• Renaissance Medicine - THE  BORGIAS   wikiHippocrates, Works In Greek, Fourteenth century The first Latin translation of the complete corpus of treatises ascribed to Hippocrates (fifth century B.C.) was an important development in Renaissance medical learning. This undertaking, accomplished at Rome by Marco Fabio Calvo (d. ca. 1527), greatly enlarged knowledge of one of the most important ancient medical writers, even though some Hippocratic books had long been available in older translations. Marco Fabio Calvo based his transcription and translation of the corpus on this fourteenth- century manuscript in the mistaken belief that it was of great antiquity. Vat. gr. 277 fols. 10 verso-11 recto medbio09 NAN.03

  • Renaissance Medicine - THE  BORGIAS   wikiHippocrates, Works In Greek, Transcribed by Marco Fabio Calvo, Rome, Completed 1512 Calvo originally planned to publish a Greek edition as well as a Latin translation of the complete Hippocratic corpus and transcribed the whole Greek text from the older manuscript [Vat. gr. 277 (medbio09)]. Vat. gr. 278 fol. 1 recto medbio10 NAN.04

  • Renaissance Medicine - THE  BORGIAS   wikiHippocratis octoginta volumina In Latin, Translated by Marco Fabio Calvo, Rome, Completed 1515 Marco Fabio Calvo's Latin translation of the Hippocratic corpus was completed in 1515 and printed at Rome in 1525, by Francesco Calvo, then "apostolic printer" to the papacy. The following year Marco Fabio deposited this holograph manuscript of his Latin translation in the papal library, so that it could serve as an archetype (official text) for future editions of his work. The papal library thus still served as a library of record, as it had for Lorenzo Valla 75 years before. Vat. lat. 4416 fols. ii verso-iii recto medbio11 NAN.05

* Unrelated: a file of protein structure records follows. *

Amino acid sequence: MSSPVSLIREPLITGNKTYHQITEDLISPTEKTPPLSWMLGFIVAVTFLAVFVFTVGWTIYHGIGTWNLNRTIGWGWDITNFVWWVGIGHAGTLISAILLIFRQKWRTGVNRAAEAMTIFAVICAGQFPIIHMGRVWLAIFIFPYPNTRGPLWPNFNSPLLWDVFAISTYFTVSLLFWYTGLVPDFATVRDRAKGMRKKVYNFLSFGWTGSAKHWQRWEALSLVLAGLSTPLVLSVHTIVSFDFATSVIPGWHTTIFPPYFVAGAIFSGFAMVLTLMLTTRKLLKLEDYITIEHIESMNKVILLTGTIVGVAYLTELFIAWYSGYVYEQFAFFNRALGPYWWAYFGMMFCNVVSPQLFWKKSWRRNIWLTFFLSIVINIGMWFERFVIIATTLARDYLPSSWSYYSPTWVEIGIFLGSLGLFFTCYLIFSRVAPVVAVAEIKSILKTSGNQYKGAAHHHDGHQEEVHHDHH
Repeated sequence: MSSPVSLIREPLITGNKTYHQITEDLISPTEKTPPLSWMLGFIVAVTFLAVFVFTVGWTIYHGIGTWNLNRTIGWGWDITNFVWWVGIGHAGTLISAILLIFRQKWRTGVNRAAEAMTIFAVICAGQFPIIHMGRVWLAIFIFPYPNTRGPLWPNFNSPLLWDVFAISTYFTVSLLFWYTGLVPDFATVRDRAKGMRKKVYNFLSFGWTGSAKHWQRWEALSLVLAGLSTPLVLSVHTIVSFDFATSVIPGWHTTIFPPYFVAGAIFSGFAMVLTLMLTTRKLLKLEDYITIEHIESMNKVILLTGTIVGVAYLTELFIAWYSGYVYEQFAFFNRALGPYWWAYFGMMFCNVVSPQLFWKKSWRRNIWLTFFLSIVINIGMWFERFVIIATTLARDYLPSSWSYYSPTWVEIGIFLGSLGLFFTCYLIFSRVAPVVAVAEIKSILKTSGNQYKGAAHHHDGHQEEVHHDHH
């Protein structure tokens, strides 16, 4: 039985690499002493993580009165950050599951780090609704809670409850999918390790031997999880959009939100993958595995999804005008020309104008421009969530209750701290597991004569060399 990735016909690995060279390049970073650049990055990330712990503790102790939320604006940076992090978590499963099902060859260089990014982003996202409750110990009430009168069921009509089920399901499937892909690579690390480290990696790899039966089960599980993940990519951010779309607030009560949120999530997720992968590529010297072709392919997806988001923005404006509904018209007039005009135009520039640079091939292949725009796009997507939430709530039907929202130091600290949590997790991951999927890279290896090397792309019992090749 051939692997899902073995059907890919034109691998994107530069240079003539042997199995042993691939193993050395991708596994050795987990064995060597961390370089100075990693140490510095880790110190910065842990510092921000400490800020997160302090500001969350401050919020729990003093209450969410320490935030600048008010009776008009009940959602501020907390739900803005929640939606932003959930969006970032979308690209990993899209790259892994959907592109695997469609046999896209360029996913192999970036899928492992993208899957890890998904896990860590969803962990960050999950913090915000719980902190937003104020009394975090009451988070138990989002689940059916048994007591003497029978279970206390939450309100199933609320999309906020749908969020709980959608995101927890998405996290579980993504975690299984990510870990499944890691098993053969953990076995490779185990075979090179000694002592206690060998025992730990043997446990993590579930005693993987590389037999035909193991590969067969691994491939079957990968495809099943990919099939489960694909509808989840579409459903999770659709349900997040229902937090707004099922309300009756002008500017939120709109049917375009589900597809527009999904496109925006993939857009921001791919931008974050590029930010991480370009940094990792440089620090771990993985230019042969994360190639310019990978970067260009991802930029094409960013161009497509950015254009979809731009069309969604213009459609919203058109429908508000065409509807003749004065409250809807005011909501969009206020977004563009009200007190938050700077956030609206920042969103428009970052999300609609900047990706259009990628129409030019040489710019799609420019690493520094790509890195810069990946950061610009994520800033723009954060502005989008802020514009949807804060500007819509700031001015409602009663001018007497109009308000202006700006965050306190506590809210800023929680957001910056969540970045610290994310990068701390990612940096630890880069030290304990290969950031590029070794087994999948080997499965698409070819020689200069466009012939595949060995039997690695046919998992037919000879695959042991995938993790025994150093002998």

• Renaissance Medicine - THE  BORGIAS   wikiJuan Valverde de Amusco, Anatomia del corpo humano In Italian, Rome: Ant. Salamanca et Antonio Lafreri, 1560 Valverde was one of a group of anatomists who worked in Rome in the middle years of the sixteenth century, when anatomy based on the dissection of the human cadaver was the focus of much scientific and public interest in Italy. In this work, dedicated to Amusco's patron Cardinal Juan Alvarez de Toledo, the author refers to the greater opportunities for anatomical study in Italy, including Rome, as compared to his native Spain. Sharp rivalries existed among anatomists. Here, a muscle man holds up his own flayed skin; the accompanying text points out the independence of the illustration from that of the pioneer Andreas Vesalius and discusses the differences with the latter's teaching.